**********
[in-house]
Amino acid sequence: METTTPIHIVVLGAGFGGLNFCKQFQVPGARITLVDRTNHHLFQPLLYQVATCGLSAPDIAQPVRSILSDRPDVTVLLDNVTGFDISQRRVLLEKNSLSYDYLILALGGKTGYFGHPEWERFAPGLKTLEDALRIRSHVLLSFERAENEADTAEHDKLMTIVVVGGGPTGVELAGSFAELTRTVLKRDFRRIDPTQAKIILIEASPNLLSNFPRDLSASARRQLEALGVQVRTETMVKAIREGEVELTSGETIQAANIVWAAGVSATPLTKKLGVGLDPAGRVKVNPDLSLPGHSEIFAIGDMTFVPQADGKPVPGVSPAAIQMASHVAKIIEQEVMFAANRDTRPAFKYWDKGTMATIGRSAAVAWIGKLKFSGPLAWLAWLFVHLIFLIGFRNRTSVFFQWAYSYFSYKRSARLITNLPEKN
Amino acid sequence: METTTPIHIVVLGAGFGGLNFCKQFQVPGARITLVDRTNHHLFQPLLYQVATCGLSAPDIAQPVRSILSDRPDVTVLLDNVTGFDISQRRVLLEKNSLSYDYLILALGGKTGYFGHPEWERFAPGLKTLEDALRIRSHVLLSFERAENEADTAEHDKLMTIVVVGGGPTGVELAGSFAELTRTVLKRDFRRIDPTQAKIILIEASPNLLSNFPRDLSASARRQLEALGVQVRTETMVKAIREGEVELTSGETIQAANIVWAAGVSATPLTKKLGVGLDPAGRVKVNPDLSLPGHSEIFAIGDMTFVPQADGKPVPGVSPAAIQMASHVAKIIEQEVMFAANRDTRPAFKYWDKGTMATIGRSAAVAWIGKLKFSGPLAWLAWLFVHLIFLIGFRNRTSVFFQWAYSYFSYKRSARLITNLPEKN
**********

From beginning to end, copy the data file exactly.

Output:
[in-house]
Amino acid sequence: METTTPIHIVVLGAGFGGLNFCKQFQVPGARITLVDRTNHHLFQPLLYQVATCGLSAPDIAQPVRSILSDRPDVTVLLDNVTGFDISQRRVLLEKNSLSYDYLILALGGKTGYFGHPEWERFAPGLKTLEDALRIRSHVLLSFERAENEADTAEHDKLMTIVVVGGGPTGVELAGSFAELTRTVLKRDFRRIDPTQAKIILIEASPNLLSNFPRDLSASARRQLEALGVQVRTETMVKAIREGEVELTSGETIQAANIVWAAGVSATPLTKKLGVGLDPAGRVKVNPDLSLPGHSEIFAIGDMTFVPQADGKPVPGVSPAAIQMASHVAKIIEQEVMFAANRDTRPAFKYWDKGTMATIGRSAAVAWIGKLKFSGPLAWLAWLFVHLIFLIGFRNRTSVFFQWAYSYFSYKRSARLITNLPEKN
Amino acid sequence: METTTPIHIVVLGAGFGGLNFCKQFQVPGARITLVDRTNHHLFQPLLYQVATCGLSAPDIAQPVRSILSDRPDVTVLLDNVTGFDISQRRVLLEKNSLSYDYLILALGGKTGYFGHPEWERFAPGLKTLEDALRIRSHVLLSFERAENEADTAEHDKLMTIVVVGGGPTGVELAGSFAELTRTVLKRDFRRIDPTQAKIILIEASPNLLSNFPRDLSASARRQLEALGVQVRTETMVKAIREGEVELTSGETIQAANIVWAAGVSATPLTKKLGVGLDPAGRVKVNPDLSLPGHSEIFAIGDMTFVPQADGKPVPGVSPAAIQMASHVAKIIEQEVMFAANRDTRPAFKYWDKGTMATIGRSAAVAWIGKLKFSGPLAWLAWLFVHLIFLIGFRNRTSVFFQWAYSYFSYKRSARLITNLPEKN